Organize your Pro Tools sessions to optimize your workflow and deliver your best.
Whether or not you're already in the habit of working remotely, or if you're working alone or on a team, it's important to have a solid foundation in session organization practices.
Sound artist Matt Yocum (Pet Sematary, The Cloverfield Paradox) highlights some of his most important session organization tips. Though Matt is speaking from the perspective of an effects editor for film, these rules of thumb can most definitely be applied in all types of media editing and would help any project and team stay organized.
One important thing to note before we get started: If you have a supervisor on your project, 99% of the time this person will give you a session template to work with. Don't be afraid to ask questions to your supervisor or the mixing engineer down the line – this could help your team save time and establish good communication.
Watch the video above, and scroll down to download Matt's default session template for film projects.
Some terms in the video:
- Pre-Dubs - Essentially groups of sounds. Goes back to the earlier days of mixing and analog workflows.
- VCA - Controls the output levels of the pre-dub groups.
- Stems - Audio files divided up into different purposes like dialogue, effects, backgrounds etc.
Starting at the top, the first 2 effects pre-dubs typically tend to be hard effects and foley-like things. For example doors, cloth movement, punches, touches. Your mid pre-dubs tend to be more complex and layered sounds such as gunshots, vehicles. Once you move to lower pre-dubs, you can use them for my designed sounds like drones or non-diegetic sounds. You could even split them up in terms of frequency spectrum - high, mids, lows etc. - where it gives you the flexibility to audition each group by its frequency.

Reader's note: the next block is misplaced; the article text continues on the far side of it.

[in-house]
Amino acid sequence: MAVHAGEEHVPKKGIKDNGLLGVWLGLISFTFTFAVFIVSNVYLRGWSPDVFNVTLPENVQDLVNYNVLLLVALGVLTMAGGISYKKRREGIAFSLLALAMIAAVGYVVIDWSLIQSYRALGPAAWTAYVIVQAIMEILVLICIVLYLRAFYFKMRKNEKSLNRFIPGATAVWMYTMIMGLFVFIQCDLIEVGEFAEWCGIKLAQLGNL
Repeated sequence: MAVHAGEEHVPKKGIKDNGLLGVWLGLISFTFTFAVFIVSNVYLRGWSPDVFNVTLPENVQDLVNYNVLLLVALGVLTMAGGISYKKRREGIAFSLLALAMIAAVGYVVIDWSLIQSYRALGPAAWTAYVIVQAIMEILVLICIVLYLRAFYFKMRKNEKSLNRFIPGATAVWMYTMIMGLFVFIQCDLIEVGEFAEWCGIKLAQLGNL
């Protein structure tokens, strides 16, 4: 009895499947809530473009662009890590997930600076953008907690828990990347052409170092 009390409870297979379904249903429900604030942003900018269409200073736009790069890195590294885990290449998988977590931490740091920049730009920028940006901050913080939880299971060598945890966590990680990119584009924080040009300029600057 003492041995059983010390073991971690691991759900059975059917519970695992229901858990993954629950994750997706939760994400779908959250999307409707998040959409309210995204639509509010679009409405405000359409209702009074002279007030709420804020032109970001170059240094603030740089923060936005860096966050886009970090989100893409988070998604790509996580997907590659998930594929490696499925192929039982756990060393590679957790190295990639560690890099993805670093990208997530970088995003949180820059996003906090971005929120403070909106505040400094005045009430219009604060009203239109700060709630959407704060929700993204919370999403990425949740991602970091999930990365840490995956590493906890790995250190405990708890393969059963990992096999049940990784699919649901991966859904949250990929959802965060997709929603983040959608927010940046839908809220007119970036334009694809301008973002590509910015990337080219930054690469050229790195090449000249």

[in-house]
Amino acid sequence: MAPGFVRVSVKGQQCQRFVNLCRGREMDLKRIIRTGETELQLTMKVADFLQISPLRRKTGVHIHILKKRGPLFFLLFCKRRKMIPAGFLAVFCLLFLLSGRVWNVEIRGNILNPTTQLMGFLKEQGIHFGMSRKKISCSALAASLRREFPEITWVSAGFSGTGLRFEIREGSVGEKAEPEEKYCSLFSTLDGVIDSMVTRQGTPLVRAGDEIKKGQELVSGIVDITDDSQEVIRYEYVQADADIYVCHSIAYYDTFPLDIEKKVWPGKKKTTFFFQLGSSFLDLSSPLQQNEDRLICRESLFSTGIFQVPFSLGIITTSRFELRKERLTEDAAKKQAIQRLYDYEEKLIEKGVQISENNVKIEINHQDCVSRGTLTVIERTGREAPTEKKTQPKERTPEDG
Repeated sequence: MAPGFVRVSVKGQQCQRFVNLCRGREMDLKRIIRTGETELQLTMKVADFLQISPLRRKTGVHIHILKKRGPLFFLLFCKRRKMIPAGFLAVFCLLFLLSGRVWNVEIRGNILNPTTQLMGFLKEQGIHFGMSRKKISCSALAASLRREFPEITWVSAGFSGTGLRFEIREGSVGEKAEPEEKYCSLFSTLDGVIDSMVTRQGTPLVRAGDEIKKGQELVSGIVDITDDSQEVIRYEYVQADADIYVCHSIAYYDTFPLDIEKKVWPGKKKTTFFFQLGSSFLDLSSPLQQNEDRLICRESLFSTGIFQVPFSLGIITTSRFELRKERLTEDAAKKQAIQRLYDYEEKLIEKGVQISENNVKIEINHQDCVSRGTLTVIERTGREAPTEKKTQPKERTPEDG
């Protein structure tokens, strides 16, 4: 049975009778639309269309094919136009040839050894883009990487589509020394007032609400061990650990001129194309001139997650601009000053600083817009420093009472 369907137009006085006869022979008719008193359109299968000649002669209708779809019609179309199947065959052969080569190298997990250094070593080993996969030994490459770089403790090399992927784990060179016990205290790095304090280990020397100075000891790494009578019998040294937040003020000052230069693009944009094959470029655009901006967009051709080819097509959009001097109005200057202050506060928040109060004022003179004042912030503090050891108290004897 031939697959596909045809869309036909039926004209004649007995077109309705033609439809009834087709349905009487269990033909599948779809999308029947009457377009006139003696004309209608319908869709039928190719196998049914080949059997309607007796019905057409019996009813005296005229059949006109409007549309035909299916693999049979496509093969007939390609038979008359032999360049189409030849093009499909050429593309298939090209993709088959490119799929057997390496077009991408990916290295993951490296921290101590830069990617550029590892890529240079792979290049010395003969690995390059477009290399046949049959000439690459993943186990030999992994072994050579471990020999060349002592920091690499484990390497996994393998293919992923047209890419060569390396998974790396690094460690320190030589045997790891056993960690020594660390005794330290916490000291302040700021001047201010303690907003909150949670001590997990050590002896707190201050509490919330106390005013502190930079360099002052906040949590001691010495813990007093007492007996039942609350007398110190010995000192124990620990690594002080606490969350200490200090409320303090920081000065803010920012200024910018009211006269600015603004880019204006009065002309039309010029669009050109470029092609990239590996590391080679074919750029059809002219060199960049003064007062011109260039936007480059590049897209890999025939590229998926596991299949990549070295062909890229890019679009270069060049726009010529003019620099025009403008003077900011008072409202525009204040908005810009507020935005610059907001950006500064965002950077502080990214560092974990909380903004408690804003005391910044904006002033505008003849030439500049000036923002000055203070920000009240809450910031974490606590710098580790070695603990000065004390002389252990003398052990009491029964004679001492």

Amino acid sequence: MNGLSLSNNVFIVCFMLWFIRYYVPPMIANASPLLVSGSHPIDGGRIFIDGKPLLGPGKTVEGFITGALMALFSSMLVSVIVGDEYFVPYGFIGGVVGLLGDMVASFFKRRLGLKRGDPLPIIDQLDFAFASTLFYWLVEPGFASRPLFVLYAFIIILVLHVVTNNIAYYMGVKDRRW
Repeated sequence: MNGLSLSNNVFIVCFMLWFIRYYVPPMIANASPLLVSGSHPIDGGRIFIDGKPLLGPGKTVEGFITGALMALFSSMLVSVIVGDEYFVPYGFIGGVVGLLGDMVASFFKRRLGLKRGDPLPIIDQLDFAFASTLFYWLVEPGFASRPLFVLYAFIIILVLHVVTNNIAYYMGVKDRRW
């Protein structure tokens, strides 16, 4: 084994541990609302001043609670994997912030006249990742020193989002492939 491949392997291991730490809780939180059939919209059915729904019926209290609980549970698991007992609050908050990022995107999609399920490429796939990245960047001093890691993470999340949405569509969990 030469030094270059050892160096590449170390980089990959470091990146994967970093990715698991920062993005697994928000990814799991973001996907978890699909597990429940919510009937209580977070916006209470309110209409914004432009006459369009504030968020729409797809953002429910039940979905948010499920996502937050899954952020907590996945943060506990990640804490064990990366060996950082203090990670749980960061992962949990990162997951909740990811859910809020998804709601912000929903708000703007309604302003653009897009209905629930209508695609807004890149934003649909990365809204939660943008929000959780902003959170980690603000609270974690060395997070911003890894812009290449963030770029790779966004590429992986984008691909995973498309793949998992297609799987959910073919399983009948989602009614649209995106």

Keep in mind all these are very flexible to your project needs - you don't have to stick to these exactly but keeping track of your edit process is crucial. In Matt's example, he categorizes his gunshot effects for a particular shootout scene into "good guys" and "bad guys."
This can be useful when working with the mixer - that way they can easily mix the sounds with perspective. With every element, you want to break sounds into pre-dubs that makes sense and allows you to adjust quickly when the supervisor or direct asks you to change certain things on the fly.
The definition of sound effects and backgrounds can often be confused. Talk to your supervisor and mixer, and categorize them as they say - or be very clear on which sounds live in your session.
Typically you have a pre-dub of footsteps (usually abbreviated to fs), props, hands (if there was heavy interaction between the characters) and cloth. Keep in mind your project timeline and supervisor's directions.
Depending on your project you can split your pre-dubs into specific scenes or types of sounds. Think weather, walla, room tones.
The whole point of organizing your session is for you move efficiently. You need to know where to make adjustments and move quickly without having to dig through things. The last thing you want to do is spend time looking for things when you're already crunched for time. The goal is to stay on top of your game, professional, and in the creative zone.
Here's the link to Matt's film template, which can also be found in his previous blog post: File Management Tips for Organized Pro Tools Sessions.
Download Matt's Default Film Template:
Matt Yocum is a sound artist based out of Los Angeles.